Analyzing the wing’s potential as a second-round prospect in the NBA Draft
Xavier’s top scorer from the 2019-20 season, junior forward Naji Marshall, has officially declared for the NBA Draft this upcoming June after signing with a non-certified NCAA agent. This effectively waived his eligibility for next season, as he decided to forego his senior season with the Musketeers.
Marshall went through a similar process last offseason but only tested the waters before eventually returning for his junior year at Xavier.
This past season, Marshall showcased significant improvement. His scoring average on a per game basis increased by 2.1 points.
Marshall’s field goal and 3-point percentages both saw improvements, with his field goal percentage taking a near 5% jump.
An already promising rebounder, Marshall also improved his assist total to 4 per game, an impressive mark for a forward. Pacing the team in points, assists and steals, Marshall was a visible leader on the floor.
Marshall was named to the first-team All-Big East in his junior year, only the third Xavier player to do that since 2014.
He was also a top five finisher for the nationwide 2020 Julius Erving Small Forward of the Year Award. Marshall joined Xavier’s 1,000-point club on Jan. 8 versus Seton Hall and finished the season as Xavier’s 28th leading scorer of all time.
Heading into the NBA Draft, Marshall is a projected late second-round pick on several mock boards. NBA Scouting Live has him ranked as the No. 68 player on their top 100 list. In a similar position, Marshall is currently slotted as the No. 71 pro prospect on both the latest ESPN and “The Athletic’s” draft boards.
His athleticism and playmaking ability are at the top of the list for scouts as his biggest pros. Long-bodied wing players are a hot commodity in the NBA, especially those who can defend.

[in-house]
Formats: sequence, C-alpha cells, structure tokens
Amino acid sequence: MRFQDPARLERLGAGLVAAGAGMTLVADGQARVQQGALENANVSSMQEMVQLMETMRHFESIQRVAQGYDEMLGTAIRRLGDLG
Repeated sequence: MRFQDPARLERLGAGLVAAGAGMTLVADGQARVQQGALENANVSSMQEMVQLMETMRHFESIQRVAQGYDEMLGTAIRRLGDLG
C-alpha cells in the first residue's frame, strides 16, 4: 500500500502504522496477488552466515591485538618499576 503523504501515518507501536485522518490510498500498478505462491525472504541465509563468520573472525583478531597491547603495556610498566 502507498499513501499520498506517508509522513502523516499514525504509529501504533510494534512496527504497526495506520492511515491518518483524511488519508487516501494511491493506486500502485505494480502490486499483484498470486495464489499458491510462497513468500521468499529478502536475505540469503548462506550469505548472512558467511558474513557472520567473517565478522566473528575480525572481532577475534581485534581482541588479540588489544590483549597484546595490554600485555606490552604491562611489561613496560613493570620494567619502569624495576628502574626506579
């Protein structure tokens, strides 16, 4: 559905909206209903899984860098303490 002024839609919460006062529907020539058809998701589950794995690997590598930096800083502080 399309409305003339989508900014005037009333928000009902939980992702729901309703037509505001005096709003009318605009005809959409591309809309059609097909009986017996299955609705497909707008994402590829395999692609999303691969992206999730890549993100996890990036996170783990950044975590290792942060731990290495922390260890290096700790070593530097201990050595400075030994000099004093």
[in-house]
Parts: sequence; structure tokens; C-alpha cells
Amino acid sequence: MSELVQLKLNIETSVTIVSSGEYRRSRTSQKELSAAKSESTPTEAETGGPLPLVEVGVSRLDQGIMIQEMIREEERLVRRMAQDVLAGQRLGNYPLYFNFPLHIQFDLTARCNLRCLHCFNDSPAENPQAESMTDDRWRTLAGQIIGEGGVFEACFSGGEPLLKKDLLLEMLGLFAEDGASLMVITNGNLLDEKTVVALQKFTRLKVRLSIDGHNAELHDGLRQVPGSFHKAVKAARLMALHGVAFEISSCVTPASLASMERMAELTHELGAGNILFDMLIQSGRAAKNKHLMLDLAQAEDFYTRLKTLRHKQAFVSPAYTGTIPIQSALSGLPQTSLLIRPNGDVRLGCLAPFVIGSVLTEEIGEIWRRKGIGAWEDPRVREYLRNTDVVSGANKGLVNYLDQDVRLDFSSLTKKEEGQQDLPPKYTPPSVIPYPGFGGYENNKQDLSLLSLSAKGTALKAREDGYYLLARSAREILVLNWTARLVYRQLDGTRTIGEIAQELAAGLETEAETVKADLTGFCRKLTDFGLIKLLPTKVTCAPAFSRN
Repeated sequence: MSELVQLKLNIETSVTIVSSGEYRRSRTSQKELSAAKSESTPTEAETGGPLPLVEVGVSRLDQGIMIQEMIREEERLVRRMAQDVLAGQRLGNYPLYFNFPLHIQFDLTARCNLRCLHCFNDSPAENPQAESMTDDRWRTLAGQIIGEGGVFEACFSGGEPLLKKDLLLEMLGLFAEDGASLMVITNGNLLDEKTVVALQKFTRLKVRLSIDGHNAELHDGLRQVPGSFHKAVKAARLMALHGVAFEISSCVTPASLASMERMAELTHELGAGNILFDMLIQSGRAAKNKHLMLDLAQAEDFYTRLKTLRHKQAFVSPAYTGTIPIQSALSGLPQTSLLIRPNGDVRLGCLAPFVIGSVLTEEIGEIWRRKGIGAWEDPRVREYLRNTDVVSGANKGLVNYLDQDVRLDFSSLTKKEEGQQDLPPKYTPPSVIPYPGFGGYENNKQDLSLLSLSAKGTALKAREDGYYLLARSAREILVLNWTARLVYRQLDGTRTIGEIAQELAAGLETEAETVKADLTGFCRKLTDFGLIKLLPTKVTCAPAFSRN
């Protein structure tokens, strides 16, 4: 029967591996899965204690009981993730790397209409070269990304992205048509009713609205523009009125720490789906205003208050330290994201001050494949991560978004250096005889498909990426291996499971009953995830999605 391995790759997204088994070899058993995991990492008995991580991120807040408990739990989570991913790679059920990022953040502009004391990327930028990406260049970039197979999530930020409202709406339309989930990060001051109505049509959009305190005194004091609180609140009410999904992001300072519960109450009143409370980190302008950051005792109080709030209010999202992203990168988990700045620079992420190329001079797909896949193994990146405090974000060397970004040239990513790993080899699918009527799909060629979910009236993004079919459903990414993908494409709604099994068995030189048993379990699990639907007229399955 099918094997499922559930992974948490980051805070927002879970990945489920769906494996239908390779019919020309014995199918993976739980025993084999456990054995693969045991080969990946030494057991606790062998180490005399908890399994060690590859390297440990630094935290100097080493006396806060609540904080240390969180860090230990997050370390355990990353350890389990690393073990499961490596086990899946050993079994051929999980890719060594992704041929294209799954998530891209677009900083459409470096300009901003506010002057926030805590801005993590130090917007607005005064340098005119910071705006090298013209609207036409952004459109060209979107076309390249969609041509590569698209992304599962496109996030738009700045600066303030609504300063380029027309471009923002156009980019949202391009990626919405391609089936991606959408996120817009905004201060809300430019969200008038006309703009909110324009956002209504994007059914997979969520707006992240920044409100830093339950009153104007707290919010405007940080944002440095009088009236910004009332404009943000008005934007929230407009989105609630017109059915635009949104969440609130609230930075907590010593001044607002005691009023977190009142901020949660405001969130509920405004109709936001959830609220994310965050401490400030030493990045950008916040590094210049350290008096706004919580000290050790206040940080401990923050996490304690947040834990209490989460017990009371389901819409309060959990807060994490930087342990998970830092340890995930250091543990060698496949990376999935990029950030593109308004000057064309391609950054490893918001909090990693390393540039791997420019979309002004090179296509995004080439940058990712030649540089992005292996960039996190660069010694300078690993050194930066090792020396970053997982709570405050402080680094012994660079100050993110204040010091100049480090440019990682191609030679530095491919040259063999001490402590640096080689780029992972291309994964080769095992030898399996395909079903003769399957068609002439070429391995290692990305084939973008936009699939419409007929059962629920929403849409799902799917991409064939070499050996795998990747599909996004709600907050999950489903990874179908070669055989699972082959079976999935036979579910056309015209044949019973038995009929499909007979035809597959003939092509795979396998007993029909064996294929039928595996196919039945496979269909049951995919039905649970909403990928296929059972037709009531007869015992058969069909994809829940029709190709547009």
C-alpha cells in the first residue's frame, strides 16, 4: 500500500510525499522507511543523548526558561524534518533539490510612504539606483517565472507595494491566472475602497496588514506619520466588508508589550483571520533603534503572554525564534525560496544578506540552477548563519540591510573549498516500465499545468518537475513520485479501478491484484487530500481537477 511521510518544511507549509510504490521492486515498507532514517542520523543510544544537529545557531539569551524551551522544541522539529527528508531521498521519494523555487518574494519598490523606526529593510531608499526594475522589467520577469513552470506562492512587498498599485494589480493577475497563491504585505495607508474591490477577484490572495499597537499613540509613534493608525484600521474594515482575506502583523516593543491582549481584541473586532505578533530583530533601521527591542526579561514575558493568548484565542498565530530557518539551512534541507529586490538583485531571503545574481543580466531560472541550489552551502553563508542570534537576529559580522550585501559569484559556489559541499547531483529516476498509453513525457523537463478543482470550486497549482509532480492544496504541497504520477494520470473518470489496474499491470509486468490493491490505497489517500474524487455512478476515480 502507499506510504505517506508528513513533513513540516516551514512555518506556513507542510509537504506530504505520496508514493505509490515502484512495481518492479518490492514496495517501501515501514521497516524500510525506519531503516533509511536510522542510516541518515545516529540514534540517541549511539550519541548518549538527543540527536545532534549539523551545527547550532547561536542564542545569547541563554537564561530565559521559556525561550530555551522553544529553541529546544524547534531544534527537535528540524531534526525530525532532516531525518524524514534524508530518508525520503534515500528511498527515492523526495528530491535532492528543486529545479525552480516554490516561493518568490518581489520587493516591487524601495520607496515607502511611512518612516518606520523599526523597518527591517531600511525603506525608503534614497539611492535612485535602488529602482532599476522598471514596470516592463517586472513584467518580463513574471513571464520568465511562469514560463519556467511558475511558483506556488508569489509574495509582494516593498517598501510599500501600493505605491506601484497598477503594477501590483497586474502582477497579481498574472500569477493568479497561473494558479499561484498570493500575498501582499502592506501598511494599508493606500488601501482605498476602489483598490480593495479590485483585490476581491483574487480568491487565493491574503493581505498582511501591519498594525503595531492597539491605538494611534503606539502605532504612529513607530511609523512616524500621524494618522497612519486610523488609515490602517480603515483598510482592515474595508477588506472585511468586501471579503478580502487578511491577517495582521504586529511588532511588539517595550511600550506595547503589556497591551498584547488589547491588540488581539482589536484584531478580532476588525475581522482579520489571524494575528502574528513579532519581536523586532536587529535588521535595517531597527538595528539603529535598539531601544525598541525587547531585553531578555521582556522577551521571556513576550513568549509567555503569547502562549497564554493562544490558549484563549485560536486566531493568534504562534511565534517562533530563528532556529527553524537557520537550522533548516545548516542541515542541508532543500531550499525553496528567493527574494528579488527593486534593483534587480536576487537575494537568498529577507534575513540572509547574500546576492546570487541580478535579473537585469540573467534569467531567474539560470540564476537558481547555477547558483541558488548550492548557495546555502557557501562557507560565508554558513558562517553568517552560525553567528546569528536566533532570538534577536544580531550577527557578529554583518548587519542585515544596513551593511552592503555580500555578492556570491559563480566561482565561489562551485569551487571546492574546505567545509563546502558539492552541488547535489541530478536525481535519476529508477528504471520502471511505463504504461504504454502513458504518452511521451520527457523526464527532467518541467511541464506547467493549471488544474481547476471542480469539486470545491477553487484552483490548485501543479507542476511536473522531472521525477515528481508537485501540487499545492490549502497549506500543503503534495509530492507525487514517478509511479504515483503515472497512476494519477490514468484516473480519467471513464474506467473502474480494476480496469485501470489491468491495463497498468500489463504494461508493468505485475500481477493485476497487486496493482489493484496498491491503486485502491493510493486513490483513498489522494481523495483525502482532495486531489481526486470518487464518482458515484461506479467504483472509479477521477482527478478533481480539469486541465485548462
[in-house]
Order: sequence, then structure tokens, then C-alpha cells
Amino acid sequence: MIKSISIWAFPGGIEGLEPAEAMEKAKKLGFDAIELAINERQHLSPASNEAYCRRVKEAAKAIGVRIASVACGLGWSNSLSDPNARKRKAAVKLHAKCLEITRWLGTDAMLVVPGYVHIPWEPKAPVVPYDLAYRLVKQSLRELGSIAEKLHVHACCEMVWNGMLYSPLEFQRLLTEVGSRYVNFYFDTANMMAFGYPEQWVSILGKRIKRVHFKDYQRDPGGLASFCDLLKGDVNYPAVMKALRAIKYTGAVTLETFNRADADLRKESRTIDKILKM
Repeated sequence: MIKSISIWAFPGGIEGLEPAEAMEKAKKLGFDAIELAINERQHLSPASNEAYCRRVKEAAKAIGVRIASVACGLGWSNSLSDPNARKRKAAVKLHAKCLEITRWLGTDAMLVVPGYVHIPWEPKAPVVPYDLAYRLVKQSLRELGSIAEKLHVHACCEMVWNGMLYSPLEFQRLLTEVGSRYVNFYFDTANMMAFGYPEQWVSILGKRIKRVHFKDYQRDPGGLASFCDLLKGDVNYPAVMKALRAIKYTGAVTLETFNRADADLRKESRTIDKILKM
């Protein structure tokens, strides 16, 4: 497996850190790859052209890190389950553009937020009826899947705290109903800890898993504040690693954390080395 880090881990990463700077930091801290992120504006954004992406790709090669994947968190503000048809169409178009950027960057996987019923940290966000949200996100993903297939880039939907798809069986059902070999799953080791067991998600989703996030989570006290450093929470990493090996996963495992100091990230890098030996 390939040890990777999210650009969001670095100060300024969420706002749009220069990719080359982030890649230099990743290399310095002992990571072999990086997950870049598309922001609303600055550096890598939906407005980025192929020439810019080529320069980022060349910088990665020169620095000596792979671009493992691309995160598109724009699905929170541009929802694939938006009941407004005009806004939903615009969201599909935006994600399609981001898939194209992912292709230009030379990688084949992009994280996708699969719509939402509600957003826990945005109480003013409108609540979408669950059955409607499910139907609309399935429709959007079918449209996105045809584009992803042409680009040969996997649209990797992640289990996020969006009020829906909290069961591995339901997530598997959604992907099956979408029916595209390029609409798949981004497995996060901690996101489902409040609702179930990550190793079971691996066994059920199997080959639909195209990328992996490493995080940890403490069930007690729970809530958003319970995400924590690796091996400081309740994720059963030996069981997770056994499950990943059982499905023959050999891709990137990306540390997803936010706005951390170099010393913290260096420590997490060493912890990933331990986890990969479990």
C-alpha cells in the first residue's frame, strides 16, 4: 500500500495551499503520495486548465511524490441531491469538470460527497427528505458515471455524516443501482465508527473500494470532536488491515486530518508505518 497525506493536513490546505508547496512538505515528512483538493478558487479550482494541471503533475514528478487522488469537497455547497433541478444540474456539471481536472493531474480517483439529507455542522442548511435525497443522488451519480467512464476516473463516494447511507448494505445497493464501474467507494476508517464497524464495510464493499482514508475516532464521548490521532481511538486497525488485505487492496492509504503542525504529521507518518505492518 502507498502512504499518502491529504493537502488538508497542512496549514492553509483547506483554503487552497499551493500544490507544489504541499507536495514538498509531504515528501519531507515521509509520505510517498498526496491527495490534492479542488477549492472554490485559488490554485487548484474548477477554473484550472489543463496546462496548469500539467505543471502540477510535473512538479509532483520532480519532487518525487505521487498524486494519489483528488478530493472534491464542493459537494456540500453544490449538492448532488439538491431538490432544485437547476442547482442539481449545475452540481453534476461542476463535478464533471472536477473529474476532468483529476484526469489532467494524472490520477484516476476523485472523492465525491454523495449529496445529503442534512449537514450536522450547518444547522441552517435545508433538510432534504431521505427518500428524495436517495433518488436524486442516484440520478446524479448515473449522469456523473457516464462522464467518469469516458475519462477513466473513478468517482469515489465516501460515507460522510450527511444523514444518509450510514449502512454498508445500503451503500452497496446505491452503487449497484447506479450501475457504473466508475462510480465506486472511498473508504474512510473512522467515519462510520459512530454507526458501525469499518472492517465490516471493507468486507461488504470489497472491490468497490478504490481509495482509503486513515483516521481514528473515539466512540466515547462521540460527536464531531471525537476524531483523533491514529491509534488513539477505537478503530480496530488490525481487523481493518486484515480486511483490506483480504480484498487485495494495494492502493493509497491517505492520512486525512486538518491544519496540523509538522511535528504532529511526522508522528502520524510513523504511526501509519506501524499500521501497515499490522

Marshall’s ability to force turnovers as well as his quick feet will prove valuable to teams looking to find gems late in the draft.
He will likely need to improve his 3-point and free throw shooting, as having a 3-point field goal percentage in the high 20’s is not good enough for the NBA these days, especially for forwards who are often asked to space the floor. His free throw shooting in college hovers right around NBA league average, but there is of course some room for improvement.
“The Athletic’s” Sam Vecenie said this about Marshall’s makeup as a player: “He does almost everything you could ask for from a wing outside of shooting it … He can drive and attack, both in early offense and in the halfcourt … He does a good job of finding teammates with high-level looks. The only issue here is shooting consistency. If Marshall can become a 38% 3-point shooter, he has a shot at the first round.”
All in all, Marshall is a prospect with a ton of upside. Don’t be surprised if he is seen playing meaningful minutes for an NBA team within the next few years.